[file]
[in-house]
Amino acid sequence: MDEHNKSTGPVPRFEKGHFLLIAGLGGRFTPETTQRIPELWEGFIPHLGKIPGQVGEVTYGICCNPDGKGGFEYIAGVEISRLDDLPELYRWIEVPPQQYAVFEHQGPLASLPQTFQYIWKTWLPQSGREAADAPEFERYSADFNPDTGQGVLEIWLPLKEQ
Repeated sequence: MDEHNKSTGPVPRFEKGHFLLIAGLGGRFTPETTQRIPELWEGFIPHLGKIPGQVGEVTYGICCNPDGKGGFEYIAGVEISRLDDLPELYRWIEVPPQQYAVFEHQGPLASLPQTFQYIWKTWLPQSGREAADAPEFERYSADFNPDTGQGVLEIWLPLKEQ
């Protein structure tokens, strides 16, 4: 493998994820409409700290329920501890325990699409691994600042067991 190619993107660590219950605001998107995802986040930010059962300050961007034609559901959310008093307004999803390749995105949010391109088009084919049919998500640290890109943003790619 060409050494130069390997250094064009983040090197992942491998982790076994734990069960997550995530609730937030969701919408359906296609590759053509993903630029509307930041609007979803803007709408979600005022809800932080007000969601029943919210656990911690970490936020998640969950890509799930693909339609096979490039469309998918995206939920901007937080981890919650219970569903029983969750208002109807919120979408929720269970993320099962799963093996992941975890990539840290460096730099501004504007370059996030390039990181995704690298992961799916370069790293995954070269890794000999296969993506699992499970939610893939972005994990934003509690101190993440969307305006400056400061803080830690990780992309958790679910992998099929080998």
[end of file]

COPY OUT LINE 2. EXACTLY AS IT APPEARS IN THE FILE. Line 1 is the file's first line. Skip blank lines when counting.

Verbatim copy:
Amino acid sequence: MDEHNKSTGPVPRFEKGHFLLIAGLGGRFTPETTQRIPELWEGFIPHLGKIPGQVGEVTYGICCNPDGKGGFEYIAGVEISRLDDLPELYRWIEVPPQQYAVFEHQGPLASLPQTFQYIWKTWLPQSGREAADAPEFERYSADFNPDTGQGVLEIWLPLKEQ